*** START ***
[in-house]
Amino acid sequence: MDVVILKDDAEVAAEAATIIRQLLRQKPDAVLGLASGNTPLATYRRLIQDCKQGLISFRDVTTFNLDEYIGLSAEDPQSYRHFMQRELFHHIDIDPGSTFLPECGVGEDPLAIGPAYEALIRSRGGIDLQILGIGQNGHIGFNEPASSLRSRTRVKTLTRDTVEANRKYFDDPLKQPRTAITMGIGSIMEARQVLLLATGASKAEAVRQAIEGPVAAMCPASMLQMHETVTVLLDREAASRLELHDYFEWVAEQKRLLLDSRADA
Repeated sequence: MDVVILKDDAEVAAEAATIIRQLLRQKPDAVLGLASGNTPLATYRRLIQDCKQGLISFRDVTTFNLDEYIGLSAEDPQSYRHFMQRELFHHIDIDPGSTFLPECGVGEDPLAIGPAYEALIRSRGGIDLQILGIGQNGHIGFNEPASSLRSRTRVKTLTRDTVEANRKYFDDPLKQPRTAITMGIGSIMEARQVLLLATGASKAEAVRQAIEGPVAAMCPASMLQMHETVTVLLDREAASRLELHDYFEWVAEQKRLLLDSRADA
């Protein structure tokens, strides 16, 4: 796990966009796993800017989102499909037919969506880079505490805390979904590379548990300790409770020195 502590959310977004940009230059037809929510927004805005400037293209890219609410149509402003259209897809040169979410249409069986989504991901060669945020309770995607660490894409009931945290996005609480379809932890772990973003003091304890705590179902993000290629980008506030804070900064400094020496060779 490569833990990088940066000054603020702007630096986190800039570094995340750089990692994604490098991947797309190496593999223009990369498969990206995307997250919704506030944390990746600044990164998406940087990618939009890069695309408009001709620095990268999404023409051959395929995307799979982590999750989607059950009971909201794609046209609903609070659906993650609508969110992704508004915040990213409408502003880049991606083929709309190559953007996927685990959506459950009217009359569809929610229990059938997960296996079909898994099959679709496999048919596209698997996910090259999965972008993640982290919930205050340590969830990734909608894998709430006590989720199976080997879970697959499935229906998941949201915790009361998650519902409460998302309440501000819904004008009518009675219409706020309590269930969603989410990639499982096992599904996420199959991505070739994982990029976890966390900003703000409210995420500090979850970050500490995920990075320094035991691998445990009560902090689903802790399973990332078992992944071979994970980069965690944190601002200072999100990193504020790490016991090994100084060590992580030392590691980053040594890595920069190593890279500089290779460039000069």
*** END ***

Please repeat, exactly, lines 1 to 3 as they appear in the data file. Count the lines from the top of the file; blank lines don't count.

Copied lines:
[in-house]
Amino acid sequence: MDVVILKDDAEVAAEAATIIRQLLRQKPDAVLGLASGNTPLATYRRLIQDCKQGLISFRDVTTFNLDEYIGLSAEDPQSYRHFMQRELFHHIDIDPGSTFLPECGVGEDPLAIGPAYEALIRSRGGIDLQILGIGQNGHIGFNEPASSLRSRTRVKTLTRDTVEANRKYFDDPLKQPRTAITMGIGSIMEARQVLLLATGASKAEAVRQAIEGPVAAMCPASMLQMHETVTVLLDREAASRLELHDYFEWVAEQKRLLLDSRADA
Repeated sequence: MDVVILKDDAEVAAEAATIIRQLLRQKPDAVLGLASGNTPLATYRRLIQDCKQGLISFRDVTTFNLDEYIGLSAEDPQSYRHFMQRELFHHIDIDPGSTFLPECGVGEDPLAIGPAYEALIRSRGGIDLQILGIGQNGHIGFNEPASSLRSRTRVKTLTRDTVEANRKYFDDPLKQPRTAITMGIGSIMEARQVLLLATGASKAEAVRQAIEGPVAAMCPASMLQMHETVTVLLDREAASRLELHDYFEWVAEQKRLLLDSRADA